Thursday, October 31, 2013

Yo! Moron! Voice control means CONTROL!

So I nearly ran over your freaking dog yesterday as it darted across two lanes of rush hour highway traffic in pursuit of a jogger on the other side of the road from you and where IT should have stayed.

Again I kick myself for having too fast (or maybe too slow) reflexes that kept be from running down your mutt  and instead slamming on my brakes and honking my horn.

Don't know if the jogger was attacked or not, but that damned dog didn't even bat an eye with all the noise my car was making and you, YOU pathetically ran 20 yards behind it carrying a leash.


You LET you damned dog off leash, you DAMNED WELL BETTER HAVE CONTROL OVER IT!

Yeah, yeah, I know this is a hard concept, I had difficulties with it myself, when I as SIX.

Yep, when I was six, I got my first puppy.  Second dog, first puppy.  One hard headed Keeshund that didn't believe for a second that a punk kid should outta tell it what to do.  

Took a bit 'fore my Mom realized this situation wasn't going to sort itself out successfully,  but then she laid down the law.  You take the dog out of the yard, the dog's gonna be on a leash, and if you can't hold onto the leash, the dog doesn't go off the property again.

See that?  Isn't that hard, it is?

Oh wait, you don't know what voice CONTROL is still, do you?  You think running after your dog yelling it's name is some kind of control, don't you?  I mean, it will EVENTUALLY stop, maybe, like when I run it over with a car, or somebody shoots it for attacking them, or it gets hungry or it runs into a wall... 

Got news for you, that's not control.

THIS is CONTROL.  Watch.  Take notes.   You can't control your animal that well with voice commands?  Then DON'T LET IT OFF THE LEASH!

Tuesday, October 8, 2013

Guest Post - Sometimes, I feel guilty about what happened to your dog

Sometimes, I feel guilty about what happened to your dog.

I see how much my friends love their dogs.  They take care to keep them safe with fenced-in yards, obedience school, and Flexi-leads.  They’d grieve long and hard if any harm ever came to their pet.  If they thought they could have prevented their dog from being hurt, they’d carry the burden of such a failure with them for all of their lives.

Sometimes, I feel guilty about what happened to you dog, but then I remember that it wasn’t my fault.

You moved into the triple-decker at the end of my street when I was in elementary school.  Immigrants from a war-torn country, you assimilated nicely in the suburbs, hanging your laundry on the clothesline outside and sending your kids to Girl Scouts on Wednesday afternoons.  I had just started middle school when you got Stormy*.

She was a lab mix with solid black fur and the pricked ears of a German Shepherd.  I never saw her in your yard.  I never saw her in your house.  I never saw her on a leash, although our city had a leash law and my mother called the animal control officer nearly every day about Stormy.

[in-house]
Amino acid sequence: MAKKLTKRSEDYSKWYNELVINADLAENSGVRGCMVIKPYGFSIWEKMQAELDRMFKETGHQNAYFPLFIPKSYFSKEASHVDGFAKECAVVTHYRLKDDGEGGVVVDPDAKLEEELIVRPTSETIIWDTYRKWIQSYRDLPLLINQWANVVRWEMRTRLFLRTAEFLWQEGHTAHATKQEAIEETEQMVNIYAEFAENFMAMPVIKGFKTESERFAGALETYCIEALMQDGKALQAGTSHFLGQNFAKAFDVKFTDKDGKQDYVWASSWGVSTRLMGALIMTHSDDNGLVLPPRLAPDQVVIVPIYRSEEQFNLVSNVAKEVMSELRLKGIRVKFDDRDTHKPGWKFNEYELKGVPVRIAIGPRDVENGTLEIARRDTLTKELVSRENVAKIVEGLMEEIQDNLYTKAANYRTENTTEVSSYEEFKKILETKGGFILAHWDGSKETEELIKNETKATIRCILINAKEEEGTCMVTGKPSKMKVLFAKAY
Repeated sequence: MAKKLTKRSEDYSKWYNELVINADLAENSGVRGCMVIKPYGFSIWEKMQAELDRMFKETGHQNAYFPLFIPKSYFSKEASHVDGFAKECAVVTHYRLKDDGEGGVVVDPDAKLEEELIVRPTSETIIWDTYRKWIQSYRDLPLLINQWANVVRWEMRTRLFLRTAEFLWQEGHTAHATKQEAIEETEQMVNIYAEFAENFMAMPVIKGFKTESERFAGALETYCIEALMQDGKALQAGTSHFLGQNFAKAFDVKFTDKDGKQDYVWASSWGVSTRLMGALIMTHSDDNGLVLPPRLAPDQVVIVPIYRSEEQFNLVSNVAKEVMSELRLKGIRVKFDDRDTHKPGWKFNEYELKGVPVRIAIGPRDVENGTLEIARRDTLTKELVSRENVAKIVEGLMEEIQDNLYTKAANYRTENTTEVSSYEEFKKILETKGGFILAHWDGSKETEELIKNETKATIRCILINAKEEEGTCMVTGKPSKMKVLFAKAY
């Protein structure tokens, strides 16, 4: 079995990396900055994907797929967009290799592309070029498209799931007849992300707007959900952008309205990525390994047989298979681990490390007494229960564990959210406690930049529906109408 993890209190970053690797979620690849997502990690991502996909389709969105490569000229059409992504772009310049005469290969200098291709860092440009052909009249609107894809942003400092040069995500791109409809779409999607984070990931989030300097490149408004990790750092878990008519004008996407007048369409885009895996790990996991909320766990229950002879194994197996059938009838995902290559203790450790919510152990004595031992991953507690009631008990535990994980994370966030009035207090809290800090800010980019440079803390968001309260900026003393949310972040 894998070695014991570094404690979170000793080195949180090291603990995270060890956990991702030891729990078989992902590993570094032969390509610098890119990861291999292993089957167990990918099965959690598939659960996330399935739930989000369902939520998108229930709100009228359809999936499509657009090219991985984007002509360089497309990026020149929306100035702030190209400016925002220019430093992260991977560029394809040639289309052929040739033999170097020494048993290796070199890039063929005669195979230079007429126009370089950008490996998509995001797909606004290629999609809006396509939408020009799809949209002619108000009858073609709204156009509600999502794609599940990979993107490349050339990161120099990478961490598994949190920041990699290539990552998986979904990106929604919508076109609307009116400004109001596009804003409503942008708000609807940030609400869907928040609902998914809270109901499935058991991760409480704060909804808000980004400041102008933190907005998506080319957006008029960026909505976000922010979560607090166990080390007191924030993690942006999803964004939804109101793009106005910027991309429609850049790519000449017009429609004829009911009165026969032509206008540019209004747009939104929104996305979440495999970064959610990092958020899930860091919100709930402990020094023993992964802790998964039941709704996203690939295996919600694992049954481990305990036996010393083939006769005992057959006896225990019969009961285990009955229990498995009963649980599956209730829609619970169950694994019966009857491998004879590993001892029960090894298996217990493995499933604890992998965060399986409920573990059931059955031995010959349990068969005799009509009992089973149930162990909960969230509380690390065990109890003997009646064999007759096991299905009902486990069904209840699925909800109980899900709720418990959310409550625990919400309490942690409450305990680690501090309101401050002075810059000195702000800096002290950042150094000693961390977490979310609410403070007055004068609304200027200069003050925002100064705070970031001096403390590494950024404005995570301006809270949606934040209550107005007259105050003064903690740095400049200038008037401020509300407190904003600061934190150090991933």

I did see her as she leaped from her sleeping place in the middle of our street to jump on me and knock me down on my way to school every day, her jaws snapping and claws tearing into my clothes.  The animal control officer feared you, telling us that you were in the Mafia, no small accusation in the land of Whitey Bulger.

I’d leave the house each morning in trepidation of the abuse to come.  Sometimes I’d be able to get by Stormy and make my way to my friend’s house so we could walk the remainder of the way to school together.  But more often than not, I’d stand in the road in tears before retreating back home to get my father.  My fondest memories of my father are those where he’d lead me down the street, a stick in his hand to beat the dog when it tried to attack me.

My mother was not so kind.  She’s rail at me for waking my father who had just fallen asleep after a night of working third shift.  I felt useless and small when I was unable to defend myself against Stormy’s torment.

When I got to high school, the bus picked up the kids one street away from mine.  Stormy still slept in my street, blocking the route between my house and the school bus stop.  I used to be a good student, but I missed the bus often.  If I was lucky enough to get a ride, waking my tired father and getting a note for the homeroom teacher, I’d only miss half of my first class.  If I had to walk the whole way, five miles distant, I’d miss more.

I was never good in math.  Staying after school for extra help wasn’t an option because I feared little else more than having to negotiate a safe passage past Stormy when I was alone walking up my street.  I missed making the Honor Roll every year because of my math grade.  When I clutched my books to my chest as I walked by Stormy, I didn’t understand how much Stormy was shaping shaped my life.  I only felt the paralyzing fear of a child who was threatened by a vicious beast from whom no one could protect her.

After I graduated from high school, I didn't get into a four year college.  I went to a Community College for two years and landed a job as a retail manager at a store at the mall.  The work was hard and customers were annoying, especially during the holiday season when I was kept late at night, sometimes not getting home until well after midnight.

I never saw Stormy, but I heard her yelp loudly as my wheels ran over her on a night when the roads were slick with rain.  I pulled into my driveway, hoping there were no blood stains on my car.

“A black dog... sleeping in the middle of a dark road,” my father said when he learned the news of Stormy’s death from the neighbors the next morning.  “It’s a wonder it didn't happen sooner.”

*Story submitted by a dog-hating friend.  Dog's name changed to protect, uh, somebody.